Latin American economy set for biggest crash in 75 years, says Goldman

BRASILIA (Reuters) - Latin America’s economy will fall into its deepest recession since World War Two this year, with growth shrinking 3.8% on the back of the coronavirus pandemic, economists at Goldman Sachs said on Friday.

FILE PHOTO: The ticker symbol and logo for Goldman Sachs is displayed on a screen on the floor at the New York Stock Exchange (NYSE) in New York, U.S., December 18, 2018. REUTERS/Brendan McDermid/File Photo

Strangled by tight restrictions on movement, travel and business across the region, Latin America’s economy is expected to “hit a wall and face a sudden stop” in the second quarter, the bank’s economists said in a research note.

The contraction will be more severe than the 2.1% fall in regional gross domestic product in 2009, or the 2.4% decline in GDP during the South American debt crisis in 1983, the economists wrote.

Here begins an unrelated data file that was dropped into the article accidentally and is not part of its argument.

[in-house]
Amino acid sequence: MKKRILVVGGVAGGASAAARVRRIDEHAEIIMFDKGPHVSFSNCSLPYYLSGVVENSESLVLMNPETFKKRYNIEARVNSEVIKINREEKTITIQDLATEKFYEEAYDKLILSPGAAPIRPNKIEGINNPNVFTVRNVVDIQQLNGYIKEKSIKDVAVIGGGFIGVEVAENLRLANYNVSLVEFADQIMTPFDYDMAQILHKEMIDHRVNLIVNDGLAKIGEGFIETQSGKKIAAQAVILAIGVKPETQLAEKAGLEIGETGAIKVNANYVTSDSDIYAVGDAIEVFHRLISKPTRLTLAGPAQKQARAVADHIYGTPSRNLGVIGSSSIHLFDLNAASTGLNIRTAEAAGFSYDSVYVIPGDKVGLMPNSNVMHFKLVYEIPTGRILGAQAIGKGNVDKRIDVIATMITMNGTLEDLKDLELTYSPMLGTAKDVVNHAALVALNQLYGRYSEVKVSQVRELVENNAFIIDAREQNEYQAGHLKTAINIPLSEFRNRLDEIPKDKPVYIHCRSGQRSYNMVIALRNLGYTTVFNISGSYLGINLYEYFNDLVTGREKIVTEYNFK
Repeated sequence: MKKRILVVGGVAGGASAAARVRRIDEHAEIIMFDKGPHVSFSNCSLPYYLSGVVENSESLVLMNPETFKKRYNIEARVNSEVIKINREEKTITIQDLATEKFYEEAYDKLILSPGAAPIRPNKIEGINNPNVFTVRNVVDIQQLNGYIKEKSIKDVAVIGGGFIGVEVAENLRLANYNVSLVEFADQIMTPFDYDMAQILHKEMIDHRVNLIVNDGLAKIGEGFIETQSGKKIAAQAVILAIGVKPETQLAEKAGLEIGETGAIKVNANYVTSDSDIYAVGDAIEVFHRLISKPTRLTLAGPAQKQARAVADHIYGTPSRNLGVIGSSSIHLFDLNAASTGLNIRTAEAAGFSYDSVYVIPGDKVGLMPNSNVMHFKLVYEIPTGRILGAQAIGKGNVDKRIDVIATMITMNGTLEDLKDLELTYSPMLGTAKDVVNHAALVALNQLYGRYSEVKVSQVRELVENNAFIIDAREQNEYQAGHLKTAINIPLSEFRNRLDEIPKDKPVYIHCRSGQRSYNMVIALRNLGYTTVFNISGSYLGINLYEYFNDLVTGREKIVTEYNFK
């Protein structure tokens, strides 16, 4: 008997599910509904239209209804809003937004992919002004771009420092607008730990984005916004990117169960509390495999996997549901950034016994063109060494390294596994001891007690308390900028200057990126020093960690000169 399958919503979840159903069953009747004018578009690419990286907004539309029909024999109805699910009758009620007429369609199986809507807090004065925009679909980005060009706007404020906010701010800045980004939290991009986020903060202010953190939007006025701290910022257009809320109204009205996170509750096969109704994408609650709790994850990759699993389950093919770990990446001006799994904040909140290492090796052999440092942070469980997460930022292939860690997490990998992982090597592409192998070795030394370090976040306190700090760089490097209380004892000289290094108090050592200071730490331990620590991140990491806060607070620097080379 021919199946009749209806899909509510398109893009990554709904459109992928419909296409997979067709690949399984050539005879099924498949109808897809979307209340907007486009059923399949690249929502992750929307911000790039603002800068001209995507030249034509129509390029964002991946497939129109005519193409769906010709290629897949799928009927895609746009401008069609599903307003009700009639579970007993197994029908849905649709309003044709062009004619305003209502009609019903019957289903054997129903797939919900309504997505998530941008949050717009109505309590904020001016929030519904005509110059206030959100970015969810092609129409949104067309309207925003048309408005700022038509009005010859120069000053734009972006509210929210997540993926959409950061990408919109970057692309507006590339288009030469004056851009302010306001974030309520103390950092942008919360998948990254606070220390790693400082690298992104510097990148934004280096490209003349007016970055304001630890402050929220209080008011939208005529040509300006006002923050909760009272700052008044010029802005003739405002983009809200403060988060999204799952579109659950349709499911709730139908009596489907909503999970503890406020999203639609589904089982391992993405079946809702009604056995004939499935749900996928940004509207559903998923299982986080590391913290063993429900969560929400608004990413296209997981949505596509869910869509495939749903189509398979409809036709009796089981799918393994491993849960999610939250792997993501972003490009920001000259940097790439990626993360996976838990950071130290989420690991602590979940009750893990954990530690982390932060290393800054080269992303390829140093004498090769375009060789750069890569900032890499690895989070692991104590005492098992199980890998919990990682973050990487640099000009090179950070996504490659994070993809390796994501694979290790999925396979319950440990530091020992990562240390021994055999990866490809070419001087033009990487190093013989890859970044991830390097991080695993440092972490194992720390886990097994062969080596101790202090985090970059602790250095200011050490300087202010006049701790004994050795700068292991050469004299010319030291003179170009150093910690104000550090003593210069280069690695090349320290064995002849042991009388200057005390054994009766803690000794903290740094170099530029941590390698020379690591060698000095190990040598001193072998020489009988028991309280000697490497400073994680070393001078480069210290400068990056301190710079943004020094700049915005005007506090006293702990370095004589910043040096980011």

“Latin America’s macroeconomic and financial environment continues to deteriorate, and at a pace with no historical precedent,” they wrote.

“The forecasted real GDP contraction ... has no precedent in the post-war period despite several episodes of severe regional crisis and financial sudden stops,” they said.

Graphic: LatAm 2020 GDP -

Goldman’s economists now expect Brazil’s economy to contract 3.4%, with Mexico’s GDP falling 4.3% and Argentina’s by 5.4%.

To counter this, central banks around the region are expected to cut interest rates further, in many cases to new all-time lows, Goldman said.

It now expects benchmark interest rates to be cut to 3% in Brazil, 0.50% in Chile, 3% in Colombia, 0.75% in Peru, and by a further 150 basis points to 5% in Mexico.

Reporting by Jamie McGeever; Editing by Chizu Nomiyama and Tom Brown